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Hot cracking can occur in various welding processes like Gas Tungsten Arc Welding (GTAW), Gas Metal Arc Welding (GMAW), Shielded Metal Arc Welding (SMAW) and others.

Hot cracking can be caused by a number of factors, including high cooling rates, welding parameters, improper welding techniques, and the properties of the base metal and filler metal.

Hot cracking can be prevented by controlling the cooling rate of the weld, using proper welding techniques, and by using appropriate filler metal and welding parameters.

Difference between hot cracking and cold cracking

Hot cracking and cold cracking are both types of welding cracking that can occur in a welded joint, but they are caused by different mechanisms and happen under different conditions.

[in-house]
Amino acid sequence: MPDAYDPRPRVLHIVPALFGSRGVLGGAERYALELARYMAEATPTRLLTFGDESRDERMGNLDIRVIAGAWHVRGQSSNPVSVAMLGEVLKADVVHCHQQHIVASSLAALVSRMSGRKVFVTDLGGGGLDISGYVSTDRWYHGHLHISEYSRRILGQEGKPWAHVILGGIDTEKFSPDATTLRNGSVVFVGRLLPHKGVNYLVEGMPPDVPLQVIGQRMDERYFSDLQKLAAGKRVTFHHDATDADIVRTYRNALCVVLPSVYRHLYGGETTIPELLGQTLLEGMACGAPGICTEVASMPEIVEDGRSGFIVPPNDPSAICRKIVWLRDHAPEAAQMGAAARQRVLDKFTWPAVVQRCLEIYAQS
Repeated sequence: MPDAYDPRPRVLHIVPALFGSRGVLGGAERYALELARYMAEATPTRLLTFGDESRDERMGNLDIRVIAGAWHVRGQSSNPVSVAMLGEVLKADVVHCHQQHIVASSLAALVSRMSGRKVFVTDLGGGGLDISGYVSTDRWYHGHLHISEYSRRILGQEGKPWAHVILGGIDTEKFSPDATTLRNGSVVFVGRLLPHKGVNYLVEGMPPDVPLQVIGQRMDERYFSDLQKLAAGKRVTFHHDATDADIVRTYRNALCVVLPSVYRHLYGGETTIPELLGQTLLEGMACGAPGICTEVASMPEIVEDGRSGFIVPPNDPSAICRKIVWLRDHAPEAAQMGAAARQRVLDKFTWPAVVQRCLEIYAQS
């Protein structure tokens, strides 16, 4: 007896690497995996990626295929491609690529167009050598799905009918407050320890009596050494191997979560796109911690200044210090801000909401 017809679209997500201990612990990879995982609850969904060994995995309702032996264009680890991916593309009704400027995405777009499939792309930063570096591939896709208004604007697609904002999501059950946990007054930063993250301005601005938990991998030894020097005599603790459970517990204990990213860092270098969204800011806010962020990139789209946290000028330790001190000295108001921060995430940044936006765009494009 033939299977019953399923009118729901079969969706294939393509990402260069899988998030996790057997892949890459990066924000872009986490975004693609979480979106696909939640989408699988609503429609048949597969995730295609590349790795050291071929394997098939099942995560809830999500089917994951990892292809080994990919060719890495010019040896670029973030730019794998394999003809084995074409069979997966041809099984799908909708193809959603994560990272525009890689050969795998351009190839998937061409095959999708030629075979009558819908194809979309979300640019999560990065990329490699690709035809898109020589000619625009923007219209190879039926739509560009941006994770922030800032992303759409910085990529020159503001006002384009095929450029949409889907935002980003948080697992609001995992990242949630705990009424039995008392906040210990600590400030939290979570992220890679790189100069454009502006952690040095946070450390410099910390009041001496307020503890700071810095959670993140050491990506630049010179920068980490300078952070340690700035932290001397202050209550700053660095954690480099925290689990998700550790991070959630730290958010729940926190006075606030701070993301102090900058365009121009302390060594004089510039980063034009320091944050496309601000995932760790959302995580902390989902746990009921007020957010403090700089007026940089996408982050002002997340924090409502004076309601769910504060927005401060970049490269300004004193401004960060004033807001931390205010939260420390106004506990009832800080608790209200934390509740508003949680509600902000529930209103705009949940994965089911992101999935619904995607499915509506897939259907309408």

Hot cracking, also known as solidification cracking or thermal cracking, occurs during the solidification of the weld metal.

It is caused by the contraction of the weld as it cools and solidifies, which creates tensile stresses in the material that can lead to cracking.

Read more: What is Cold Cracking or Delayed Cracking?

Cold cracking occurs after the weld metal has cooled and solidified. Hydrogen cracking is a specific type of cold cracking that is caused by the presence of hydrogen in the weld metal or heat-affected zone.

Hydrogen can be introduced into the weld metal through various sources, such as water vapor in the air, oil or grease on the surface of the metal, or through the use of certain types of welding consumables.